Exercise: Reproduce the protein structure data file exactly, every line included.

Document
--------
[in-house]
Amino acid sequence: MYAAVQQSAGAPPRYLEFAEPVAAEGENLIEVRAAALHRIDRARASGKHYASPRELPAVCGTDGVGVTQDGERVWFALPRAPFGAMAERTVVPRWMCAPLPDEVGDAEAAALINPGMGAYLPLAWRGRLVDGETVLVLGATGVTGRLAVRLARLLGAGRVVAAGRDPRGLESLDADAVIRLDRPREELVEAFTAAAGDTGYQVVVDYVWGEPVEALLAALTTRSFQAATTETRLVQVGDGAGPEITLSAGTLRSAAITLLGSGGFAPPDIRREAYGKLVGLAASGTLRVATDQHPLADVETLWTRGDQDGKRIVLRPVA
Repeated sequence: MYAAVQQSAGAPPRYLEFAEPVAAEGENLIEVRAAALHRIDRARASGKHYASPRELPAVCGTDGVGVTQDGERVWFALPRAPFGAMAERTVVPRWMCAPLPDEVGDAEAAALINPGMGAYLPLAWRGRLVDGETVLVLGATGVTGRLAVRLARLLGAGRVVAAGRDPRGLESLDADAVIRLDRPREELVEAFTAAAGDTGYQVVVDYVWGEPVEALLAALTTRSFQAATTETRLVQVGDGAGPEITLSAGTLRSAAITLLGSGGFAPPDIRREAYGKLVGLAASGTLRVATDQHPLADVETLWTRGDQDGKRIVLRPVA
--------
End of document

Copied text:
[in-house]
Amino acid sequence: MYAAVQQSAGAPPRYLEFAEPVAAEGENLIEVRAAALHRIDRARASGKHYASPRELPAVCGTDGVGVTQDGERVWFALPRAPFGAMAERTVVPRWMCAPLPDEVGDAEAAALINPGMGAYLPLAWRGRLVDGETVLVLGATGVTGRLAVRLARLLGAGRVVAAGRDPRGLESLDADAVIRLDRPREELVEAFTAAAGDTGYQVVVDYVWGEPVEALLAALTTRSFQAATTETRLVQVGDGAGPEITLSAGTLRSAAITLLGSGGFAPPDIRREAYGKLVGLAASGTLRVATDQHPLADVETLWTRGDQDGKRIVLRPVA
Repeated sequence: MYAAVQQSAGAPPRYLEFAEPVAAEGENLIEVRAAALHRIDRARASGKHYASPRELPAVCGTDGVGVTQDGERVWFALPRAPFGAMAERTVVPRWMCAPLPDEVGDAEAAALINPGMGAYLPLAWRGRLVDGETVLVLGATGVTGRLAVRLARLLGAGRVVAAGRDPRGLESLDADAVIRLDRPREELVEAFTAAAGDTGYQVVVDYVWGEPVEALLAALTTRSFQAATTETRLVQVGDGAGPEITLSAGTLRSAAITLLGSGGFAPPDIRREAYGKLVGLAASGTLRVATDQHPLADVETLWTRGDQDGKRIVLRPVA